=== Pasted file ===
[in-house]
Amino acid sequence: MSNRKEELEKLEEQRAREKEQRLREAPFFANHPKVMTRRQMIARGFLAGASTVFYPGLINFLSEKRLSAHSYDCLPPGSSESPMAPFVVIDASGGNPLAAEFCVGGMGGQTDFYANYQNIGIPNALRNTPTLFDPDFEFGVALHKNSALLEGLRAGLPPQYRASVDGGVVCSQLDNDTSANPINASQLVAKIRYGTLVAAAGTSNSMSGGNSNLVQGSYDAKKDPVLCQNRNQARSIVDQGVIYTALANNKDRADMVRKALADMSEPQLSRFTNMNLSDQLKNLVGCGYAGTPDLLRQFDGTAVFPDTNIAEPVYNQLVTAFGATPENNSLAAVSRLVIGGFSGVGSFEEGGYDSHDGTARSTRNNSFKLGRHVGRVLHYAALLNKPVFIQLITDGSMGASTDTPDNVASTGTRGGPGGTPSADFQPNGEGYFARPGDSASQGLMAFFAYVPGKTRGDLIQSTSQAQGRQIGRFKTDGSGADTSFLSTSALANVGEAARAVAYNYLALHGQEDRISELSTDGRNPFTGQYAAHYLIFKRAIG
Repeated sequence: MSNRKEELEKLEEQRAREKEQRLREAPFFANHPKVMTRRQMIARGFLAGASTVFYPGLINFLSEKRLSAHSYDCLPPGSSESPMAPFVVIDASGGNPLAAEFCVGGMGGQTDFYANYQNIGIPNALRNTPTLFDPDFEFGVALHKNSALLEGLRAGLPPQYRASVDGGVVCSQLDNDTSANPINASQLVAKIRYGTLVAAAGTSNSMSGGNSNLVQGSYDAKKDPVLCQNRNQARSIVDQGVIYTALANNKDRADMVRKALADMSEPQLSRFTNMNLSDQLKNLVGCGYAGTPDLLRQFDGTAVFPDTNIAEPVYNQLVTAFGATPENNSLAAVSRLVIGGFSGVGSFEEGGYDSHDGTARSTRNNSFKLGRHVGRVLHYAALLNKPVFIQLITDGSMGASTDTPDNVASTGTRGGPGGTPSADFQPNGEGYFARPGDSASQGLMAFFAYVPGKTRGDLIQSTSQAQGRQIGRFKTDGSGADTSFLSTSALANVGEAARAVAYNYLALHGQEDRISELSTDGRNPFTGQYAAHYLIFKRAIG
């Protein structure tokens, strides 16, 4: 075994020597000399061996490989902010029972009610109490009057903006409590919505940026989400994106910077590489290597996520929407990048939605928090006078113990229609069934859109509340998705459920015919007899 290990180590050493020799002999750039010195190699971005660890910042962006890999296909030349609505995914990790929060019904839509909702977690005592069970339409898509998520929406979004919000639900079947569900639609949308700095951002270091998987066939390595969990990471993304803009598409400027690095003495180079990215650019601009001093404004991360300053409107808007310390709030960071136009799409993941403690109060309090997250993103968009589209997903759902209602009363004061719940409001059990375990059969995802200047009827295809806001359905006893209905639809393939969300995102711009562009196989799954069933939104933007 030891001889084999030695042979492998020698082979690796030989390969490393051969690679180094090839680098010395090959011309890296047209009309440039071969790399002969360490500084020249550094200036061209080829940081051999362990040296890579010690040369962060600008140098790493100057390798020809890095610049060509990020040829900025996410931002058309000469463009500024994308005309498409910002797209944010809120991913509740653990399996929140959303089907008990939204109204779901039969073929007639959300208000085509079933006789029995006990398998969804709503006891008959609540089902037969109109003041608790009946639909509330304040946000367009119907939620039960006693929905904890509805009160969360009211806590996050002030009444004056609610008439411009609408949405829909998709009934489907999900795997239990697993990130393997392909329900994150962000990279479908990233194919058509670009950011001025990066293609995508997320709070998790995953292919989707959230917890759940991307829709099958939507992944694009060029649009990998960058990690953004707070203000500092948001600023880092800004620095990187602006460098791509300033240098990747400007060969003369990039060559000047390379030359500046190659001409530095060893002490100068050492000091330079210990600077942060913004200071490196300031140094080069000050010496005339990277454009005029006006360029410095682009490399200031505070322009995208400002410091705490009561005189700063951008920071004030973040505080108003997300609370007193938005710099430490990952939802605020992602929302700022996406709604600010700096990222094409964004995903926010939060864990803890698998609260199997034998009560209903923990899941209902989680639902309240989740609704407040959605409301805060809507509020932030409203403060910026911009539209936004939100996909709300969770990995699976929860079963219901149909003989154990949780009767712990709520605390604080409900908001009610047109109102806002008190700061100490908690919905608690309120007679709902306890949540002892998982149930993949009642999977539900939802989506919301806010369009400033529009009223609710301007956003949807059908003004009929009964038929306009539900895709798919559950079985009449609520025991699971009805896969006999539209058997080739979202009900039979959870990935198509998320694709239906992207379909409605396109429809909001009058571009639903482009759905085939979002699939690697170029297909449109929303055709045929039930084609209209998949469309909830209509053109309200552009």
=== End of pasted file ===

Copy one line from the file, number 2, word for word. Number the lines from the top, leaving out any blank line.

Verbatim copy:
Amino acid sequence: MSNRKEELEKLEEQRAREKEQRLREAPFFANHPKVMTRRQMIARGFLAGASTVFYPGLINFLSEKRLSAHSYDCLPPGSSESPMAPFVVIDASGGNPLAAEFCVGGMGGQTDFYANYQNIGIPNALRNTPTLFDPDFEFGVALHKNSALLEGLRAGLPPQYRASVDGGVVCSQLDNDTSANPINASQLVAKIRYGTLVAAAGTSNSMSGGNSNLVQGSYDAKKDPVLCQNRNQARSIVDQGVIYTALANNKDRADMVRKALADMSEPQLSRFTNMNLSDQLKNLVGCGYAGTPDLLRQFDGTAVFPDTNIAEPVYNQLVTAFGATPENNSLAAVSRLVIGGFSGVGSFEEGGYDSHDGTARSTRNNSFKLGRHVGRVLHYAALLNKPVFIQLITDGSMGASTDTPDNVASTGTRGGPGGTPSADFQPNGEGYFARPGDSASQGLMAFFAYVPGKTRGDLIQSTSQAQGRQIGRFKTDGSGADTSFLSTSALANVGEAARAVAYNYLALHGQEDRISELSTDGRNPFTGQYAAHYLIFKRAIG